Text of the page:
An extensive publishing program has just been announced for the fall launch of Fantastic Beasts and Where to Find Them, the new JK Rowling-written film set in the earlier years of Harry Potter’s Wizarding World. Scholastic, HarperCollins, and Insight Editions have all signed up to publish book “inspired” by the film, projected to be the first of a trilogy.
Scholastic will put out kid friendly movie tie-in books in multiple formats based on both Fantastic Beasts and the original eight Harry Potter films. Harper Collins as the adult license with plans for “making of” and art books, as well as coloring books and postcard collections. Insight Editions will put out deluxe novelty and paper engineered books, which I guess means super-duper pop up books.
Of course this brings up yet again the question of “Will there ever be Harry Potter comic books?” Rowling has been quoted as saying “No” to this, after being asked directly by Joe Quesada – 15 years ago. DC’s president Diane Nelson has long had a great relationship with Rowling, and one would guess she might have asked about it at some point. But the answer has always been no.
Of course, Rowling has been very protective of her creation, which she has every right to do, with her writing such original spinoffs as the stage play and this new movie trilogy, as well as extras on the Pottermore site. There have been no story-based spinoffs of the books or films, just adaptations, theme parks, video games, Legos, and Lego video games, despite a lot of wishful thinking.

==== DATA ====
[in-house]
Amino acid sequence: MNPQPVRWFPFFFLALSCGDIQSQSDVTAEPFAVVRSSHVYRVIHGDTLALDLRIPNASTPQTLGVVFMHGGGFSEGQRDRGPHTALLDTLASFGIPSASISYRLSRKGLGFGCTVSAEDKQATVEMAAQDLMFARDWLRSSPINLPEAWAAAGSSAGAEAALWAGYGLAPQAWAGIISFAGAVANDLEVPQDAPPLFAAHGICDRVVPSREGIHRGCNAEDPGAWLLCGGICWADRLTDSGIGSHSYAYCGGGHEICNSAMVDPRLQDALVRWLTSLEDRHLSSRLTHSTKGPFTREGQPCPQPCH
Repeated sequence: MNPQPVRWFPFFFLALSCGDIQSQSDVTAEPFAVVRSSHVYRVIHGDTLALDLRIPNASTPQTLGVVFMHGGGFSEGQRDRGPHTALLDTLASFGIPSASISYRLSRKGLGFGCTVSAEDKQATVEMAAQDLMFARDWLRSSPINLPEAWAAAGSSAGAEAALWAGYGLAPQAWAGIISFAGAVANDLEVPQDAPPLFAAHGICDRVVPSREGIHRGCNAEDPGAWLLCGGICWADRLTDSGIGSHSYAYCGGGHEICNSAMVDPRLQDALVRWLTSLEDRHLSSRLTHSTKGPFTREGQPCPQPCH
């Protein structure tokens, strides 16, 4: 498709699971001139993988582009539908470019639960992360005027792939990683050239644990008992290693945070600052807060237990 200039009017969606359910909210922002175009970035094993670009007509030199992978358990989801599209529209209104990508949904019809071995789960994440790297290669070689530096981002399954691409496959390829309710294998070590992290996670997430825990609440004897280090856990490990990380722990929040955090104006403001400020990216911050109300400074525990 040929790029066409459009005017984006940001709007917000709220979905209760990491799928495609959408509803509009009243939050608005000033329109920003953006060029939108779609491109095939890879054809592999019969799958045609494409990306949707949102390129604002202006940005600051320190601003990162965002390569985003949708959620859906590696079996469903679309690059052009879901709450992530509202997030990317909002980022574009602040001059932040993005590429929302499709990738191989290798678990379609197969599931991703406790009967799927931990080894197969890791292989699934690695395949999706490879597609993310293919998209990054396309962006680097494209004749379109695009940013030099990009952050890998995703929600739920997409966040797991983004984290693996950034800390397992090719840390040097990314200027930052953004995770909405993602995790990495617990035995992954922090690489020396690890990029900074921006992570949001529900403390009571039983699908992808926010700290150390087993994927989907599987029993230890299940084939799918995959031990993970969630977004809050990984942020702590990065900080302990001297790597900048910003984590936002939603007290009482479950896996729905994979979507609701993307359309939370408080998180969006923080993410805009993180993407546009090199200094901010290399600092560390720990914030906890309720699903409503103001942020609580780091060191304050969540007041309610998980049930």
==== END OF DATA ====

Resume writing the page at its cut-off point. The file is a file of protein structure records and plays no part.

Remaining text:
Scholastic’s license as listed above sounds the widest…might there be Fantastic Beasts comics adaptations? Maybe the question is really…do we even NEED Harry Potter comic book adaptations? While comics adaptations of films were all the rage in the license happy 70s and 80s — who can forget Walt Simonson’s Alien graphic novel? — they seem less germane in a world with streaming and DVDs. Most licensed titles are now “additive” to use the buzzword. Word for panel versions of these much read and loved books just makes little sense.
The Fantastic Beasts movie might be a better candidate for adaptation since the book it’s based on is merely a zoological treatise and not a narrative.
In all these many years of trying to get Rowling to make comic books, it’s not clear if she disdains comics specifically or all story-based spinoffs of her work. Or maybe both. At any rate, we’ll see. Fantastic Beasts and Where to Find Them the movie comes out on November 18.
Heidi MacDonald is the founder and editor in chief of The Beat. In the past, she worked for Disney, DC Comics, Fox and Publishers Weekly. She can be heard regularly on the More To Come Podcast. She likes coffee, cats and noble struggle.